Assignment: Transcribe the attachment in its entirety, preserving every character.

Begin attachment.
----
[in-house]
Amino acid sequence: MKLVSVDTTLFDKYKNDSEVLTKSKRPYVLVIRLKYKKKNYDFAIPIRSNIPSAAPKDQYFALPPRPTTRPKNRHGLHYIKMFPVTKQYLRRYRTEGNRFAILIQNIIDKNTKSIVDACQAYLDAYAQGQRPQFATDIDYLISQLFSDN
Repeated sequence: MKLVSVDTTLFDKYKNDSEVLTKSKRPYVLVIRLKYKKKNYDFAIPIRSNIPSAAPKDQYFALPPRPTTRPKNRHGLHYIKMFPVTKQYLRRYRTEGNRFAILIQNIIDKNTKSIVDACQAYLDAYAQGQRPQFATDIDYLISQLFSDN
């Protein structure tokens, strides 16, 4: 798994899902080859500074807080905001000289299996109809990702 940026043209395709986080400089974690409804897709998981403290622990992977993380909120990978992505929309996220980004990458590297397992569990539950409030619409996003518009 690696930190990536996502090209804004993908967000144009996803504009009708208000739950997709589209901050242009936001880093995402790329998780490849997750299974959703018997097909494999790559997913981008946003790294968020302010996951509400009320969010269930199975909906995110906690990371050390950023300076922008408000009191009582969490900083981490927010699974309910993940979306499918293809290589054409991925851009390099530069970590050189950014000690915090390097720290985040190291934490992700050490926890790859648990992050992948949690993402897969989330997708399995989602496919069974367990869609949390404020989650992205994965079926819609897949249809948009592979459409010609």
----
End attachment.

[in-house]
Amino acid sequence: MKLVSVDTTLFDKYKNDSEVLTKSKRPYVLVIRLKYKKKNYDFAIPIRSNIPSAAPKDQYFALPPRPTTRPKNRHGLHYIKMFPVTKQYLRRYRTEGNRFAILIQNIIDKNTKSIVDACQAYLDAYAQGQRPQFATDIDYLISQLFSDN
Repeated sequence: MKLVSVDTTLFDKYKNDSEVLTKSKRPYVLVIRLKYKKKNYDFAIPIRSNIPSAAPKDQYFALPPRPTTRPKNRHGLHYIKMFPVTKQYLRRYRTEGNRFAILIQNIIDKNTKSIVDACQAYLDAYAQGQRPQFATDIDYLISQLFSDN
């Protein structure tokens, strides 16, 4: 798994899902080859500074807080905001000289299996109809990702 940026043209395709986080400089974690409804897709998981403290622990992977993380909120990978992505929309996220980004990458590297397992569990539950409030619409996003518009 690696930190990536996502090209804004993908967000144009996803504009009708208000739950997709589209901050242009936001880093995402790329998780490849997750299974959703018997097909494999790559997913981008946003790294968020302010996951509400009320969010269930199975909906995110906690990371050390950023300076922008408000009191009582969490900083981490927010699974309910993940979306499918293809290589054409991925851009390099530069970590050189950014000690915090390097720290985040190291934490992700050490926890790859648990992050992948949690993402897969989330997708399995989602496919069974367990869609949390404020989650992205994965079926819609897949249809948009592979459409010609």